Commercial Building Investors Moving to Survival Mode: What That Means To Service Providers
I found a great article in FacilityBlog2009 that documents the findings of a recent study on the commercial real estate market.
Battered by the U.S. economic recession, the commercial real estate market is struggling to maintain values across all property types and geographic areas, kicking a growing number of investors into survival mode as they painfully watch the value of their existing portfolios decline, according to investors and real estate professionals surveyed as part of the first quarter 2009 PricewaterhouseCoopers Korpacz Real Estate Investor Survey(R).
Commercial property investors are faced with tight credit, rent decreases, increasing vacancy rates and lowering asset values. They are aggressively pursuing strategies to protect their asset value to survive the market and take advantage of a recovery forecasted for later 2010. So, what are they doing? They’re proactively signing leases and renewals and offering incentives and rent reductions. Most are looking for ways to cut operating costs to survive. “Tenants are in the driver’s seat, and landlords are in survival mode, trying to preserve revenue streams in one of the harshest ownership environments ever encountered,” said Tim Conlon, partner and U.S. real estate sector leader for PricewaterhouseCoopers. “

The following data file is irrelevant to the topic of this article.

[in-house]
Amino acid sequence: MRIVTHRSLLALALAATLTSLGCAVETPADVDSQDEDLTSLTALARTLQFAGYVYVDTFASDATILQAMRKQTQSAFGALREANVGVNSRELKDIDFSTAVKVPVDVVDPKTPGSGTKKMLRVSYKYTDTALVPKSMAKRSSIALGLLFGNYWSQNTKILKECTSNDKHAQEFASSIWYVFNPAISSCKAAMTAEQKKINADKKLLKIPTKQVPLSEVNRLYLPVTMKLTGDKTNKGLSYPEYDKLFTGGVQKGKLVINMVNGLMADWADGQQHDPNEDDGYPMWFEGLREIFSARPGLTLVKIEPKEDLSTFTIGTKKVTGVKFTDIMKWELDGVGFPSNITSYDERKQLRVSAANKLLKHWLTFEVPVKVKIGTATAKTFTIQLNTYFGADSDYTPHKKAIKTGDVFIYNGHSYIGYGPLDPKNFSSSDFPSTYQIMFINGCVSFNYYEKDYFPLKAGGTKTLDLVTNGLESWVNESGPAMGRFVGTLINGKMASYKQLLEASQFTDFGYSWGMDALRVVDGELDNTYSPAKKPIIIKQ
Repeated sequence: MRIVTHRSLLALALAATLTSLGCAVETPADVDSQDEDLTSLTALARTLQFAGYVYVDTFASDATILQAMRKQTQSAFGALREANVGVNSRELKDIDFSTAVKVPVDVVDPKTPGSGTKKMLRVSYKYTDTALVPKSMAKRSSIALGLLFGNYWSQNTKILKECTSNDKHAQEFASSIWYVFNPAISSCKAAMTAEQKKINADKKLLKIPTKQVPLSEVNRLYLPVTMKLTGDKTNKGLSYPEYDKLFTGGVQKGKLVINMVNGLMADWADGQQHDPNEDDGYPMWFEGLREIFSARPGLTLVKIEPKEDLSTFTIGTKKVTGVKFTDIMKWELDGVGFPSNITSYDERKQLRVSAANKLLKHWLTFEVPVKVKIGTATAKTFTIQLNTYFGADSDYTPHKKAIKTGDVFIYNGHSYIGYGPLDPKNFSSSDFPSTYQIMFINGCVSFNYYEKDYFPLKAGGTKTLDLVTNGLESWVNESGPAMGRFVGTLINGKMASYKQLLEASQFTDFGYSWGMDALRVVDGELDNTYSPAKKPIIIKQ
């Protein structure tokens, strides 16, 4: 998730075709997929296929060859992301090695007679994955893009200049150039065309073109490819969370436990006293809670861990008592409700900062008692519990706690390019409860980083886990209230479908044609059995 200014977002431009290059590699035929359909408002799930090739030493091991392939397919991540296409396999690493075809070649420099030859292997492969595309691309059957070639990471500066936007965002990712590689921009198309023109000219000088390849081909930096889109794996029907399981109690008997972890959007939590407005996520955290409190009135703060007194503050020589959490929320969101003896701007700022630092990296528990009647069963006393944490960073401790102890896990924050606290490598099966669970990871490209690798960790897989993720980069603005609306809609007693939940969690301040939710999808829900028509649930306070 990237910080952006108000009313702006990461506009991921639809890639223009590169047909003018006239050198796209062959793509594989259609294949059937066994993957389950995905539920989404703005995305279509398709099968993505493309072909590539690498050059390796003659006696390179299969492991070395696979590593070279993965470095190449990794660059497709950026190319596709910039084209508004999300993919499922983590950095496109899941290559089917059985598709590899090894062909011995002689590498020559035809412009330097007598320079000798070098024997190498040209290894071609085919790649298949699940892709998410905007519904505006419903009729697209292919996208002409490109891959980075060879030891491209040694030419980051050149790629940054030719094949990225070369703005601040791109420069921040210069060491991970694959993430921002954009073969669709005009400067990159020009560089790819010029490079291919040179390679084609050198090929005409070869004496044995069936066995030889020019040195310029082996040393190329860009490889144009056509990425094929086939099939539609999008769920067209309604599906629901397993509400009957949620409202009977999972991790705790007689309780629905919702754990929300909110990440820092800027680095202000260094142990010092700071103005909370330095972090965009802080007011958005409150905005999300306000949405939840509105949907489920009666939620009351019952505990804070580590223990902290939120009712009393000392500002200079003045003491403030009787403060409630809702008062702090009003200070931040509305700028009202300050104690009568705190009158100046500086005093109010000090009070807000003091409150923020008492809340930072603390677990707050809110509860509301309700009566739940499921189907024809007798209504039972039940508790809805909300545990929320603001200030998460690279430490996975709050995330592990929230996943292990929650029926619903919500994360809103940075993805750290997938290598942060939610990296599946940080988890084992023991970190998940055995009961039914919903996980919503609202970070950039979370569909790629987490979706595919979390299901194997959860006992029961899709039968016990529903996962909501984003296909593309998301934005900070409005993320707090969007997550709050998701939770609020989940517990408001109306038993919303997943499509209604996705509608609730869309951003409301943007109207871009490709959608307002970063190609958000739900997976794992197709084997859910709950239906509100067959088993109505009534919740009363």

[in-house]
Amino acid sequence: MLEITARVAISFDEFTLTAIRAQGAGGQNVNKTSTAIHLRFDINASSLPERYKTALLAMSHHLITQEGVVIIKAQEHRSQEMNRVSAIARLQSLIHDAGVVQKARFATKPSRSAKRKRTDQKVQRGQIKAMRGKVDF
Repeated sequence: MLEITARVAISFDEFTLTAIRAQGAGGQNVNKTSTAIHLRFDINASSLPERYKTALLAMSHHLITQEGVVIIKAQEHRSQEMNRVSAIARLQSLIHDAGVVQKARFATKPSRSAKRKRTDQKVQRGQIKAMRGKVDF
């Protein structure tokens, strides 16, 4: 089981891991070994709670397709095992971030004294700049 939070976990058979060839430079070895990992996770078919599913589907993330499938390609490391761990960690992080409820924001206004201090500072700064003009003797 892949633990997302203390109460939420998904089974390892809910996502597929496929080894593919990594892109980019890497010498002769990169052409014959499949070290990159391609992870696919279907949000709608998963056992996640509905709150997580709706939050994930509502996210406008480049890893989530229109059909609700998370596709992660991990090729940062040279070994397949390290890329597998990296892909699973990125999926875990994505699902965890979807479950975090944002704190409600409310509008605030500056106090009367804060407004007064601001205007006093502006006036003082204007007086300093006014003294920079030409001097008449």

So why is their bad news good for you? Easy, you can help them survive. How? By lowering their operating costs, specifically their energy utility bills. Our research based on over 100 buildings tested throughout North America indicates that there are tremendous opportunities for energy savings in commercial buildings. Our soon to be published research study, 2009 State of Building Performance, North America, indicates that by focusing on HVAC and lighting systems, service providers can help building owners substantially reduce their operating expenses.
Don’t be fooled by buildings with high EnergyStar™ ratings, recent recommissioning, Building Management Systems, and Facilities Management staff that claim everything is under control. There are ALWAYS significant opportunities for savings, you just have to look.
So, if you want to help your customer survive over the next 18 mos and build a relationship that lasts for years, help them reduce their energy bills. Use your service contracts to uncover No Cost/Low Cost ways to reduce their operating costs and uncover retrofit opportunities that have acceptable payback periods. People tend remember those that help them in difficult times.